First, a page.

Moscow pledged humanitarian aid but also called for a more inclusive government.
Russia hosted talks on Afghanistan on Wednesday involving senior representatives of the Taliban and neighbouring nations, a round of diplomacy that underlined Moscow’s clout in Central Asia.
Russian Foreign Minister Sergey Lavrov opened the talks and emphasised that “forming a really inclusive government fully reflecting the interests of not only all ethnic groups but all political forces of the country” is necessary to achieve a stable peace in Afghanistan, a nation of 39 million.
Russia had worked for years to establish contacts with the Taliban, even though it designated the group a terror organisation in 2003 and never took it off the list. Any contact with such groups is punishable under Russian law, but the Foreign Ministry has responded to questions about the apparent contradiction by saying its exchanges with the Taliban are essential for helping stabilise Afghanistan.
Unlike many other countries, Russia hasn’t evacuated its embassy in Kabul and its ambassador has maintained regular contacts with the Taliban since they took over the Afghan capital of Kabul in August.
Moscow praises Taliban
Lavrov commended the Taliban for their efforts to stabilise the military-political situation in the country and ensure the operation of state structures.
“We are satisfied with the level of practical interaction with Afghan authorities, which allows to effectively ensure the security of Russian citizens in Afghanistan and the unimpeded operation of our embassy in Kabul,” Lavrov said in his opening speech.
At the same time, he emphasised the importance of respecting human rights and pursuing balanced social policies, adding that he discussed those issues with the Taliban delegation before the talks.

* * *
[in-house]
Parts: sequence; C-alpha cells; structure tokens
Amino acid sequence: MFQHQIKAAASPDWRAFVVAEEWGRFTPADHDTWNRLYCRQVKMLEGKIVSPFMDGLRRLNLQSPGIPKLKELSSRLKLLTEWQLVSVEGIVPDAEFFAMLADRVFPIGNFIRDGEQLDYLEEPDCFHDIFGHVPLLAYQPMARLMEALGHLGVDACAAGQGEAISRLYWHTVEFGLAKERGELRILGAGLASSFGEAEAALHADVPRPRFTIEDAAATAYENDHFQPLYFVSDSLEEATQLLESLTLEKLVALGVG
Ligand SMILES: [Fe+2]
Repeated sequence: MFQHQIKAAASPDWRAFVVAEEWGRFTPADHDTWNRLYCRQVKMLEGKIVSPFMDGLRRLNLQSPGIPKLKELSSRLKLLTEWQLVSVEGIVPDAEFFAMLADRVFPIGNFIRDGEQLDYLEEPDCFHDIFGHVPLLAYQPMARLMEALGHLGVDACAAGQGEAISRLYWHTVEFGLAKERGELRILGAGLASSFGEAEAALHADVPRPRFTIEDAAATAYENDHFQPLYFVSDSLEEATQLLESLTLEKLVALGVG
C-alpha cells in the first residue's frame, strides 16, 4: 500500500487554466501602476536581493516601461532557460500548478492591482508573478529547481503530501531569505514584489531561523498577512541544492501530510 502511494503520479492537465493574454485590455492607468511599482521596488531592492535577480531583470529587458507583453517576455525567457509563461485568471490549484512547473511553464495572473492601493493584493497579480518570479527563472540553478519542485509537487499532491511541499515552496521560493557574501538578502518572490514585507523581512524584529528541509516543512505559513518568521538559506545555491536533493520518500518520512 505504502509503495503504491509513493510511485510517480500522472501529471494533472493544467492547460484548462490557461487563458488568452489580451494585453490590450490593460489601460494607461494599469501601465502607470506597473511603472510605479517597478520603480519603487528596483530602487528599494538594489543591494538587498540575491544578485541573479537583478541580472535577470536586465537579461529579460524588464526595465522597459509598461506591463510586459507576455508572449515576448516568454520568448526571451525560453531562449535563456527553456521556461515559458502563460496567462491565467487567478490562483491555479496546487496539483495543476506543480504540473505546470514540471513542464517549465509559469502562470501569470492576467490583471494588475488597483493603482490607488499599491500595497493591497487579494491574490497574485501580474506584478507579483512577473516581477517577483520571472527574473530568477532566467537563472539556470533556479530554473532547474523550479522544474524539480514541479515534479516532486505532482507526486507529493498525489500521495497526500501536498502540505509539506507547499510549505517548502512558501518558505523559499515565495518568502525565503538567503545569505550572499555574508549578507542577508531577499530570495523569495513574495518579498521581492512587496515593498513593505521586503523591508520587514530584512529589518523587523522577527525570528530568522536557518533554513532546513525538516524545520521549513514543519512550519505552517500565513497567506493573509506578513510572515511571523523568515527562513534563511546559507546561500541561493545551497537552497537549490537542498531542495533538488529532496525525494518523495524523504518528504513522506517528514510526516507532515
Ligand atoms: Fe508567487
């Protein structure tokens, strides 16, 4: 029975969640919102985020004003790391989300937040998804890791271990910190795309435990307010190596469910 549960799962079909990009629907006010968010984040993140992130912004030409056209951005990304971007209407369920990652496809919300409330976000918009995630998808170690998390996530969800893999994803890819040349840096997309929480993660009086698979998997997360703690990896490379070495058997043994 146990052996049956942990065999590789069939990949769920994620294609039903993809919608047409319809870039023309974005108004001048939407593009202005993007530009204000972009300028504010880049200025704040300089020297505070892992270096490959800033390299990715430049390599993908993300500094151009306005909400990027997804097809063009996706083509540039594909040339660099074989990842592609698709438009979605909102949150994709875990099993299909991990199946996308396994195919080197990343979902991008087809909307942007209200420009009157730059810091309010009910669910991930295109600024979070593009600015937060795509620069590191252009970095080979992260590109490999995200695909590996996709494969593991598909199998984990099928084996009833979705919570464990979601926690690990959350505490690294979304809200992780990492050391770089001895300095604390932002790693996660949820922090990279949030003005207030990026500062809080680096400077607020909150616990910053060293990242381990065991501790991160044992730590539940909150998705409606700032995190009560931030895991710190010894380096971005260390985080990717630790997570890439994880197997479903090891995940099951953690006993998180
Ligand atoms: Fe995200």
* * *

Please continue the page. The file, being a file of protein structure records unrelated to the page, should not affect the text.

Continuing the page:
Lavrov said Russia would soon dispatch a shipment of humanitarian aid to Afghanistan.
Calls for an inclusive government
Zamir Kabulov, the Kremlin envoy on Afghanistan who also attended the talks, said the international recognition of the Taliban will hinge on the inclusiveness of their government and their human rights record.
“We expect the Taliban to meet ... the request of the international community about inclusivity and basic human rights, which include broadly all kinds of human rights, and they confirmed that they are working on that, the process of improvement of governance, the process of improving the human rights situation,” Kabulov told reporters.
Abdul Salam Hanafi, a deputy prime minister in the Taliban’s interim government who attended Wednesday’s talks, said “the meeting is very important for stability of the entire region.”
The Soviet Union fought a 10-year war in Afghanistan that ended with its troops withdrawing in 1989. In recent years, Moscow has made a strong comeback as an influential power broker in international talks on Afghanistan, hosting the Taliban representatives and members of other factions for bilateral and multilateral meetings.
Last week, Russian President Vladimir Putin noted there must be no rush in officially recognising the Taliban as the new rulers of Afghanistan, but emphasised the need to engage in talks with them.
At the same time, Putin and other Russian officials stressed the threats posed by the self-proclaimed Islamic State group and other militants based in northern Afghanistan, and noted that drug trafficking from Afghanistan will continue to present a challenge.
“Numerous terrorist groups, notably the Islamic State and al-Qaida are trying to take advantage of the instability in the country mounting bloody attacks,” Lavrov said. “There is a real danger of terrorism and drugs spilling into the neighbouring nations under the guise of migration.”
Russia’s top diplomat urged the Taliban “not to allow the territory of Afghanistan (to be) used against the interests of any third countries, primarily its neighbours, our friends and allies in Central Asia.”